ASK KIM


What to Look for in a Medigap Policy

Kimberly Lankford

See which plan provides the best coverage then shop based on price.



I will be 65 soon and have decided on a medigap policy that costs $120 per month. I read your 3 Things to Avoid When Trying to Cut Health Costs column a few weeks ago, which suggests not focusing too much on premiums when picking a health-insurance policy. You wrote that a policy with lower premiums could have higher out-of-pocket costs throughout the year. Does Medicare supplemental insurance fall into the "don't focus on premiums" category? All of my prescription drugs are generic, but I have several chronic illnesses.

Medigap insurance is an exception to that rule: It makes sense to look for a policy based on premiums. And this the perfect time for you to shop -- you can't be rejected for a medigap policy or charged a higher rate if you buy the policy within six months of signing up for Medicare Part B.

RELATED LINKS
The ABCs of Picking a Medigap Policy
Your Medicare Owner's Manual

To simplify your options, the government allows insurers to offer only certain plans -- nine standardized versions lettered A through G and K and L (Plans H, I and J, which included prescription-drug coverage, stopped being sold when the Medicare prescription-drug plan was introduced). Each Plan A has the same coverage, no matter which insurer offers it, each Plan B has the same coverage, and so on. The most popular choice is Plan F, which tends to have the best balance of coverage and price, paying many of the Medicare deductibles and co-payments for doctor's visits and hospital stays. (For a list of what each plan covers, see the Medicare Rights Center Web site, especially its Medigap Plan Comparison Chart.)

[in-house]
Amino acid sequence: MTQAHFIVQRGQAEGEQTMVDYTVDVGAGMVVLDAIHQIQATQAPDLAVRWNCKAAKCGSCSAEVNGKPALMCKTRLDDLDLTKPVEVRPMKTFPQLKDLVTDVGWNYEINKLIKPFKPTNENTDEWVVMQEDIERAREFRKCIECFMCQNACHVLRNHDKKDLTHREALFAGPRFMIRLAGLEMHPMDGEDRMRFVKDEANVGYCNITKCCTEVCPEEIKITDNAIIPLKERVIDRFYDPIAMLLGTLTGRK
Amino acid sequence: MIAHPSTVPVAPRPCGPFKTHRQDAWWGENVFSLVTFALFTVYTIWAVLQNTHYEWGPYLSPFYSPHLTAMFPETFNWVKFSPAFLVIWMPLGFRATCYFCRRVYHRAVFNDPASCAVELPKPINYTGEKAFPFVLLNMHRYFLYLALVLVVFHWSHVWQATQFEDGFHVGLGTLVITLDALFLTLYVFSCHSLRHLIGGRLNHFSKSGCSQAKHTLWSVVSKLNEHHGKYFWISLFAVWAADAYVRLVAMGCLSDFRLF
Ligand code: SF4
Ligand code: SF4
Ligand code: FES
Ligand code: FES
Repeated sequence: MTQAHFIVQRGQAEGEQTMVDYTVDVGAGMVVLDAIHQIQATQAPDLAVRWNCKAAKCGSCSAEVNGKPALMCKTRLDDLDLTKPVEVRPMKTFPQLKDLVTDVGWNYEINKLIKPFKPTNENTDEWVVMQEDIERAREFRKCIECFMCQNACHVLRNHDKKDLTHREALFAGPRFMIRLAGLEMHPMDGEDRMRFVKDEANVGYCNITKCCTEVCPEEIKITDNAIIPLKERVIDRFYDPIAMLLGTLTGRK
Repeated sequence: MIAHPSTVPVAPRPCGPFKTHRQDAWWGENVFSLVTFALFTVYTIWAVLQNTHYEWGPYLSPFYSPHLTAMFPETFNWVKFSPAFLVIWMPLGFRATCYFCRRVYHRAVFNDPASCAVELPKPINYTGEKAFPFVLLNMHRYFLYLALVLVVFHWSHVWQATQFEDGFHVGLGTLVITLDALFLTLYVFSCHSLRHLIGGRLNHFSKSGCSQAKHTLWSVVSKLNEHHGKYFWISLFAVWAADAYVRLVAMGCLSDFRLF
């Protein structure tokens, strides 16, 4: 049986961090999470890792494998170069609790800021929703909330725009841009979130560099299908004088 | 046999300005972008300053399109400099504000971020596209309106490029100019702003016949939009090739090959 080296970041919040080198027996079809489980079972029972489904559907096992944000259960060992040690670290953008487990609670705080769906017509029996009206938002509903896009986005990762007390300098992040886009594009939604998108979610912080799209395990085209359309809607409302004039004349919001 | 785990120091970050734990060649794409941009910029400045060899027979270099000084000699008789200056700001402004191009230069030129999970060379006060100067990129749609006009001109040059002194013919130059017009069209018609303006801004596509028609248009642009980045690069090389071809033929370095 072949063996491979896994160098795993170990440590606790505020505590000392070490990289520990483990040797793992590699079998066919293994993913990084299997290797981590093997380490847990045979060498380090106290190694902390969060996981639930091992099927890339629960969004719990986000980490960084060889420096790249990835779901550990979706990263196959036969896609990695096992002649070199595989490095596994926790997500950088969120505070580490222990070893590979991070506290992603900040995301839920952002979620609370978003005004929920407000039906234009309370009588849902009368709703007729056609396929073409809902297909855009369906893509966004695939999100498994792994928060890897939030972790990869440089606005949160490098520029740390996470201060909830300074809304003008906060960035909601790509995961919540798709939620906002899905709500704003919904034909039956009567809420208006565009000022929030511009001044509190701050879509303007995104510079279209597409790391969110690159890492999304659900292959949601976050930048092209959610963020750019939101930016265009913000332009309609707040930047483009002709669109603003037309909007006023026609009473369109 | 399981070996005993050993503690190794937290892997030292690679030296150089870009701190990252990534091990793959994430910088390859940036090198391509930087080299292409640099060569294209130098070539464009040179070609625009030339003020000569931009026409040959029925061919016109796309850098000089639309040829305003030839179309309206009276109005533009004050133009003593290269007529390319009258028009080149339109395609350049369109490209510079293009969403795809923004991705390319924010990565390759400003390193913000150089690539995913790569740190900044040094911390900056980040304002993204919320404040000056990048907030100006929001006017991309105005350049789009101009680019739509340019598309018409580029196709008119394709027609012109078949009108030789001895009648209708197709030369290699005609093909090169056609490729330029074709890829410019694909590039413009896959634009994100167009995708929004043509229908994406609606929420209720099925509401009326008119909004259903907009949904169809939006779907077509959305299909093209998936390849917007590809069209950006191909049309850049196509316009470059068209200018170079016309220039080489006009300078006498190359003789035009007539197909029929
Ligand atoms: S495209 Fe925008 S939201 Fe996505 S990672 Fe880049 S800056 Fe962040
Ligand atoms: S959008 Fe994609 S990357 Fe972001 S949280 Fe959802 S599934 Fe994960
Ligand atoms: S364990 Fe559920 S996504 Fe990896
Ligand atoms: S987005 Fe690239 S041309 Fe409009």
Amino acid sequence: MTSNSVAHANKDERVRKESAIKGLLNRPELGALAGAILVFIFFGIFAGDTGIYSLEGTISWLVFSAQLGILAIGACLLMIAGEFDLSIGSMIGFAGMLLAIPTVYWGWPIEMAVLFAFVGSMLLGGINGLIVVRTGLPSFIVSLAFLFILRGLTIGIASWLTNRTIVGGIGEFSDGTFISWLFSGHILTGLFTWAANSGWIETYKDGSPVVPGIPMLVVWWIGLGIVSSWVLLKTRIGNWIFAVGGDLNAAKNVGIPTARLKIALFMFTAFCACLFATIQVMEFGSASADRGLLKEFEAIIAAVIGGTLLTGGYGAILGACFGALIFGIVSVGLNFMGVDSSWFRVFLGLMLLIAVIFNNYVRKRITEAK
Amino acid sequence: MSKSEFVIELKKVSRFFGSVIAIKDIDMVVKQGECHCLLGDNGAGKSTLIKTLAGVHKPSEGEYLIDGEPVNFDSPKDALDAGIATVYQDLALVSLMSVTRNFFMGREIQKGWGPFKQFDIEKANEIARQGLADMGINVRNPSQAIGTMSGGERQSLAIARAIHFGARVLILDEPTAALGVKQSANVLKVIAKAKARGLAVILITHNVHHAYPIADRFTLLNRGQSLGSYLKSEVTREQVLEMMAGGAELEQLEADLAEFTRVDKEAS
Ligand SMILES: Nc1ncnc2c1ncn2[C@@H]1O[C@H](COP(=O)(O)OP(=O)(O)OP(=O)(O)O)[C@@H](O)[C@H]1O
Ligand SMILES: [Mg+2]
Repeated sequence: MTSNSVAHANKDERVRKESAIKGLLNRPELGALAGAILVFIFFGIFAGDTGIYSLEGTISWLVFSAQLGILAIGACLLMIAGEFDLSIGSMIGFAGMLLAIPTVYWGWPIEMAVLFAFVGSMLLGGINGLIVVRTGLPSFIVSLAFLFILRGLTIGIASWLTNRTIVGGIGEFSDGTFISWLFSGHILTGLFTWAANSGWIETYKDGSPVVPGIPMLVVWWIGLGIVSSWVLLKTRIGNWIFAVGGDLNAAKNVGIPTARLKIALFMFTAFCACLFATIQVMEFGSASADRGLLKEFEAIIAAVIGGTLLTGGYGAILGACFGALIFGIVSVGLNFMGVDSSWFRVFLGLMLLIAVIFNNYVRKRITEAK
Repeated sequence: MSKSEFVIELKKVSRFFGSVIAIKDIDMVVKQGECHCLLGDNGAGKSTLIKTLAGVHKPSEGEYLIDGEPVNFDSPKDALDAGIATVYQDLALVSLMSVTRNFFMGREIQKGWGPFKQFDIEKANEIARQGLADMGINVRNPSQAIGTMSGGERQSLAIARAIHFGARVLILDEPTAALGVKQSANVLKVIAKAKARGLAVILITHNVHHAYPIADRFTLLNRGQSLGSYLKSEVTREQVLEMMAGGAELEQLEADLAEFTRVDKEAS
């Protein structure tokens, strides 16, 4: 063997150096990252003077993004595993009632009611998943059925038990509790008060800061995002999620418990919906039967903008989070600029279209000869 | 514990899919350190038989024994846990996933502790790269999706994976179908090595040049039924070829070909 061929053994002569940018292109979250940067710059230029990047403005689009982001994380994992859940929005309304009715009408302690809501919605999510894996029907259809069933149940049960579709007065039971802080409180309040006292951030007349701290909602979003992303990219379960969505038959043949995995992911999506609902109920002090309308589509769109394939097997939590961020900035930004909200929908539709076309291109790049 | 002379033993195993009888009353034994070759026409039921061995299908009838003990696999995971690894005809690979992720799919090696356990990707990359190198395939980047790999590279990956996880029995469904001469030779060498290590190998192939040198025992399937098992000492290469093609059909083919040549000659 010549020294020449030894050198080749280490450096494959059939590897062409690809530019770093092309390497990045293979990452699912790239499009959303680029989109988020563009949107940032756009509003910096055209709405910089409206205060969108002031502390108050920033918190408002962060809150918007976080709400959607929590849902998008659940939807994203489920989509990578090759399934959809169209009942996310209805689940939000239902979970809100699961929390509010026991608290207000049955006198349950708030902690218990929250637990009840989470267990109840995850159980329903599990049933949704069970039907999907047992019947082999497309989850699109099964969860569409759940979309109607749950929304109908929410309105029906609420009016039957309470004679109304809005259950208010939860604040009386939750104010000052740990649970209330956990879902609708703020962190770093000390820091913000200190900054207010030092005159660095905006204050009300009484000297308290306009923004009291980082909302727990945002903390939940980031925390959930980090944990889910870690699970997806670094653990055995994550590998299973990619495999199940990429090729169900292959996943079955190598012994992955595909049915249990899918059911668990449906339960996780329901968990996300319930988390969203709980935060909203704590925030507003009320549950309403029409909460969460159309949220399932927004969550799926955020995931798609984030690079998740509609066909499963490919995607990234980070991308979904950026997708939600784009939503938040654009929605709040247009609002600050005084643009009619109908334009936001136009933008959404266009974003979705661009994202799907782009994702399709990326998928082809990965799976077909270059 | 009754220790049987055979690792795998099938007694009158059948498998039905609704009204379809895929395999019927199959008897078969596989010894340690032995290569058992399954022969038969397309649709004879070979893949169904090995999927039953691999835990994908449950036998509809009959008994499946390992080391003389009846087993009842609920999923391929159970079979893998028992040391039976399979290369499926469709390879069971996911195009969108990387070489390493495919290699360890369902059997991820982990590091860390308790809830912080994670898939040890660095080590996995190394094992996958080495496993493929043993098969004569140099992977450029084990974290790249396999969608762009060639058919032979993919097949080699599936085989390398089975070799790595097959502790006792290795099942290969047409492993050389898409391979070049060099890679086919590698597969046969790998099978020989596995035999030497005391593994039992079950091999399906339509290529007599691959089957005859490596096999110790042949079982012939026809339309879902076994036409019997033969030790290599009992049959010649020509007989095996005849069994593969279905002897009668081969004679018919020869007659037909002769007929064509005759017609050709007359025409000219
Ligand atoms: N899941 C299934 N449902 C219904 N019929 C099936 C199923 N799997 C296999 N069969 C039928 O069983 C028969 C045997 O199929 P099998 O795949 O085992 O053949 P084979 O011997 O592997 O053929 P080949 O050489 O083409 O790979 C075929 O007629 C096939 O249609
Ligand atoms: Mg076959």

When picking a plan, see which provides the best coverage for your illnesses. But after you've chosen one, you can shop based on price. Because the plan must have the same coverage from insurer to insurer, you won't get much extra for any additional premium. You can usually compare prices at your state insurance department's Web site -- find a link to your state's regulator at our Insurance Center.

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One key question to ask, though, is how the insurer changes its rates over time. Some offer attained-age policies, which means that prices increase because of health-care inflation and because you get older. Others are issue-age policies, which means that prices increase only because medical costs rise, not because you're getting older. Issue-age policies generally don't cost much more than attained-age policies, even though you're likely to see lower rate increases through time.

You'll also want to shop for a Medicare prescription-drug plan to cover your medications. These plans aren't standardized, but they're easy to compare with the Medicare Prescription Drug Plan Finder. Type in your medications and dosages, and you'll see how much your premiums plus out-of-pocket costs will run under each policy over the year.

Another option is a Medicare Advantage plan, which is a private plan you can sign up for instead having to sign up separately for Medicare, a medigap policy and a Part D prescription-drug policy. For more information about Advantage plans, see the Medicare Options Compare tool at the Medicare Web site and the Medicare plan information at MedicareNewsWatch.com.

For more information about both types of plans, see The ABCs of Picking a Medigap Policy and Your Medicare Owner's Manual.

Got a question? Ask Kim at askkim@kiplinger.com.




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